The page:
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Slowly, Bangladesh shows the world how change is possible

Challenge the assumption that something is impossible – then accept the risks and follow through.

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Figuring out floods: In the village of Tala in southwest Bangladesh, villagers used makeshift bamboo bridges to connect houses and get from place to place this past November – months after the monsoon.

Keith Lane

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Roughly 40 percent of Bangladesh's population lives at or below the poverty line. The odds are stacked against anybody willing to take on the seemingly insurmountable task of trying to help 150 million people move beyond a hand-to-mouth existence.

With so much poverty, pollution, environmental degradation, garbage, corruption, and traffic, it is easy to become suddenly overwhelmed with the feeling of hopelessness. Where to even begin? Cross-border issues such as terrorism, smuggling, and resource extraction only tip the scale further toward feelings of despair.

Yet what's happening in Bangladesh is a lesson in how to bring about change to a place where change doesn't seem possible.

International and national nongovernmental and government aid projects are in place. Money from foreign investors and donors continues to flow into the country. And a look over the past 37 years shows the country has made noticeable progress. To be sure, it is a work in progress.

The districts of Satkira and Khulna are currently experiencing massive annual floods. The flooding is due to a deadly combination of centuries of river management, monsoon rains, and low flood-plain conditions.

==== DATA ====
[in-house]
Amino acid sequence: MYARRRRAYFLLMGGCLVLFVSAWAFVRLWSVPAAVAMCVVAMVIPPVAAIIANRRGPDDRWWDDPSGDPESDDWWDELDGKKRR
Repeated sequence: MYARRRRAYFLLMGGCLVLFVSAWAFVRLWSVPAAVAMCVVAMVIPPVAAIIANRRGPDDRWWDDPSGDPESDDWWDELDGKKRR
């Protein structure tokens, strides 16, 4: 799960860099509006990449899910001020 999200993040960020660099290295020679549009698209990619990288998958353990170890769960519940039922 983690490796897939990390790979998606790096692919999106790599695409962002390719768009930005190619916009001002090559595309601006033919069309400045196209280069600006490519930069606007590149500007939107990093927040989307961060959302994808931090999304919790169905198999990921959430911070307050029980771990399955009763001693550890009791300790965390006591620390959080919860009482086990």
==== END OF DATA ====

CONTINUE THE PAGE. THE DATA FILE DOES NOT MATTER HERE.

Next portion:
Development projects such as the Coastal Embankment Project (CEP) – which Bangladesh took on in the 1960s to create more farmland and protect the southern districts from tidal surges – dried up, dammed, and diverted the rivers. This caused valuable silt, needed to build and maintain the coastline and wetlands, to no longer reach its natural destination. Over time the silt began backing up, causing riverbanks to grow higher and the land to fall lower. Now when the higher riverbanks break they cause colossal months-long flooding.

Recently I had the opportunity to visit one such flooded region in the Satkira district. Some 400,000 people in that region face annual floods that can last up to seven months. It leaves some of Bangladesh's poorest and most vulnerable without adequate access to water, sanitation, schools, farmland, or proper housing.

As I traveled across the region I saw hundreds of houses ruined, acres of valuable rice land under water or turned into saline ponds for resource-intensive shrimp farms, hundreds of people living in schoolyards, and Hindu and Muslim temples destroyed. Yet there is hope. And that hope is key.

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